“Then you have Pujara and Rahane. The top-30 Indian cricketers are here. We will have to try to outlast him (Pujara), I guess. He doesn’t mind waiting for the quicks to tire out. He is the old school Test batsman… once you are off that line and length, he will hurt you.

“It will be a challenge for us; don’t think Virat’s absence from the last three Tests will hurt them that much.”

If India are a seasoned bunch, Australia too have bowlers who are “two years better”, coach Justin Langer recently told Sydney Morning Herald.

Hazlewood said: “We know our roles pretty well. The three quicks (Starc, Cummins, Hazlewood) along with Nathan, we’ve played a whole lot of cricket. Starc is a genuine wicket-taker. He is great to open the bowling with. He just cracks the game open from time to time.”

The bowlers though need more help from the Australian batsmen than last time, Hazlewood said.

In 2018-19, none managed a century and Marcus Harris’ 79 and series aggregate of 258 runs was the best for the hosts. It will be a far bigger challenge for India with Smith, Warner back and Labuschagne, Australia’s best debutant in recent times who has scored three centuries and a double in his last five home Tests.

“We play our best cricket in Australia when we score big innings. In the Ashes, we have seen it. Last time when England came (2017-18), we made big scores of 600, even when Pakistan came (2019). It not only gives the bowlers time off their feet, off the field time to recover and refresh, but also to come out a bit better prepared for the second innings.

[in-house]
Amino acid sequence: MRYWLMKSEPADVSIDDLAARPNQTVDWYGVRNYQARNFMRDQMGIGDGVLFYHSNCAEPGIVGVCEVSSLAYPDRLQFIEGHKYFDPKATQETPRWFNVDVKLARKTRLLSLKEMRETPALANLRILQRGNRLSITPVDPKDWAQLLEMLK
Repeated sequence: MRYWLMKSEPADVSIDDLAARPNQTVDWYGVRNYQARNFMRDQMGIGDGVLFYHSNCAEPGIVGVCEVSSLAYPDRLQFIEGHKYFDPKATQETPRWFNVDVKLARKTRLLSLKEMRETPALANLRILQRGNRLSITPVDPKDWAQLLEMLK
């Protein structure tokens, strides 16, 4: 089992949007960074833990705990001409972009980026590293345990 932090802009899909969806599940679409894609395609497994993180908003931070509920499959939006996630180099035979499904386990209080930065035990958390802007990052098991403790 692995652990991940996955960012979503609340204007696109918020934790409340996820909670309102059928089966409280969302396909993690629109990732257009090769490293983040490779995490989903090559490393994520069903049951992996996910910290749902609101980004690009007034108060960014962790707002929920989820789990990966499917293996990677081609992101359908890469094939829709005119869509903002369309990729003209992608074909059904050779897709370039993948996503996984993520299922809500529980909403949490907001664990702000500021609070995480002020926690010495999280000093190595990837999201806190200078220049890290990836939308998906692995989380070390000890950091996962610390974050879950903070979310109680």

“It can snowball if you are not off the field long enough. Injuries and niggles can happen. You get more tired as the series goes on. That’s part of the play. The batsmen are not only scoring runs but buying time. That’s what Pujara does for India.”

Advantage Adelaide

The Test series will start with a day-night game at Adelaide, if Covid-19 in South Australia does not play a spoiler. It is a venue where Australia have played four of their seven home pink-ball fixtures.

“We have played a lot of pink-ball cricket in the last five-six years, and a lot of it has been at the Adelaide Oval. We know the conditions. The timing of the new ball, change of innings is very important. The two hours at night. It’s about setting your team up. Those things can have big swings in the match,” Hazlewood said.

India’s fixtures start on November 27 with the ODI series followed by a T20 series. Though Hazlewood made his ODI debut in 2010 and T20I start in 2013, he hasn’t played much limited-overs cricket. He has played 51 Tests, 51 ODIs and eights T20Is. He wants to change that.

“On some occasions, the T20 and Test teams played at the same time. That wasn’t ideal. It’s a lot different this year. There will be lot of opportunities. I put myself in the IPL auction. In the next 12 months, I hope to improve and get a few more games.”

With the aggressive Kohli leading India, some banter can be expected. Some former Australia players have cautioned against provoking the India skipper.

Hazlewood feels Australia must choose their targets smartly.

“I don’t get too much involved, maybe from time to time. For certain players, it brings the best in them and for some it brings them down. They get too emotional and probably go away from their game and skills.

“It’s important to judge who it is best to try against and who it is not.”

-The series will be broadcast on Sony Ten 1, Sony Ten 3 and Sony Six from November 27